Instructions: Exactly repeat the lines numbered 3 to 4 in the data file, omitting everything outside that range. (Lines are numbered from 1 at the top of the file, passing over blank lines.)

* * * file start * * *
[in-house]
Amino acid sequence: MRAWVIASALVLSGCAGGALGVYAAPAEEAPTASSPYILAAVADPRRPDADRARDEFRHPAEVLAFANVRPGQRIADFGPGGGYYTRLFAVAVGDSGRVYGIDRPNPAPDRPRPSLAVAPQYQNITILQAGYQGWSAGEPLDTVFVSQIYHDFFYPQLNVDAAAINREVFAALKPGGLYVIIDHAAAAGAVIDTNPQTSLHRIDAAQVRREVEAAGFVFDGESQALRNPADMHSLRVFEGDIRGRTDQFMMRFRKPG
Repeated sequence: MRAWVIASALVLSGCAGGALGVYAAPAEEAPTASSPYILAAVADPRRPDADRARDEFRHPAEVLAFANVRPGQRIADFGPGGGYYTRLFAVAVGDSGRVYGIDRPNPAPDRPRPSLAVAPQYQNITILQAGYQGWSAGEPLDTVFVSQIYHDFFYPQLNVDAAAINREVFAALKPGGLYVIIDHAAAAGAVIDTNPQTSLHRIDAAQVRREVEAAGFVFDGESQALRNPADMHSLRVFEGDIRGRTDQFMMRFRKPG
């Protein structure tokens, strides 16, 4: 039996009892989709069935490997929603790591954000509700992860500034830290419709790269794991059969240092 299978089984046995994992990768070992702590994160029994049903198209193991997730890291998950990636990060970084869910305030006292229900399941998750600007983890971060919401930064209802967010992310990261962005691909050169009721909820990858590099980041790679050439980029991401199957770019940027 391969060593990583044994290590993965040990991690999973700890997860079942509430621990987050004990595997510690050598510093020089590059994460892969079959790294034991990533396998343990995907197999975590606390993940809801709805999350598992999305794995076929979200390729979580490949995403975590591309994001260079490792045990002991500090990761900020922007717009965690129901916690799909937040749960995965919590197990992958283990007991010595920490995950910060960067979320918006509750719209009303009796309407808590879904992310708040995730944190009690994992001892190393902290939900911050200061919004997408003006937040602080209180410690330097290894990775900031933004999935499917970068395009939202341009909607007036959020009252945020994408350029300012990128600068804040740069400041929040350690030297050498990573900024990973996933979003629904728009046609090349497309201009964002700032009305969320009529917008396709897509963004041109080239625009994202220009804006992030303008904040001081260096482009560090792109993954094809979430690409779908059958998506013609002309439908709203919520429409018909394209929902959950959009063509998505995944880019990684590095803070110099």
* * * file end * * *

Repeated sequence: MRAWVIASALVLSGCAGGALGVYAAPAEEAPTASSPYILAAVADPRRPDADRARDEFRHPAEVLAFANVRPGQRIADFGPGGGYYTRLFAVAVGDSGRVYGIDRPNPAPDRPRPSLAVAPQYQNITILQAGYQGWSAGEPLDTVFVSQIYHDFFYPQLNVDAAAINREVFAALKPGGLYVIIDHAAAAGAVIDTNPQTSLHRIDAAQVRREVEAAGFVFDGESQALRNPADMHSLRVFEGDIRGRTDQFMMRFRKPG
């Protein structure tokens, strides 16, 4: 039996009892989709069935490997929603790591954000509700992860500034830290419709790269794991059969240092 299978089984046995994992990768070992702590994160029994049903198209193991997730890291998950990636990060970084869910305030006292229900399941998750600007983890971060919401930064209802967010992310990261962005691909050169009721909820990858590099980041790679050439980029991401199957770019940027 391969060593990583044994290590993965040990991690999973700890997860079942509430621990987050004990595997510690050598510093020089590059994460892969079959790294034991990533396998343990995907197999975590606390993940809801709805999350598992999305794995076929979200390729979580490949995403975590591309994001260079490792045990002991500090990761900020922007717009965690129901916690799909937040749960995965919590197990992958283990007991010595920490995950910060960067979320918006509750719209009303009796309407808590879904992310708040995730944190009690994992001892190393902290939900911050200061919004997408003006937040602080209180410690330097290894990775900031933004999935499917970068395009939202341009909607007036959020009252945020994408350029300012990128600068804040740069400041929040350690030297050498990573900024990973996933979003629904728009046609090349497309201009964002700032009305969320009529917008396709897509963004041109080239625009994202220009804006992030303008904040001081260096482009560090792109993954094809979430690409779908059958998506013609002309439908709203919520429409018909394209929902959950959009063509998505995944880019990684590095803070110099």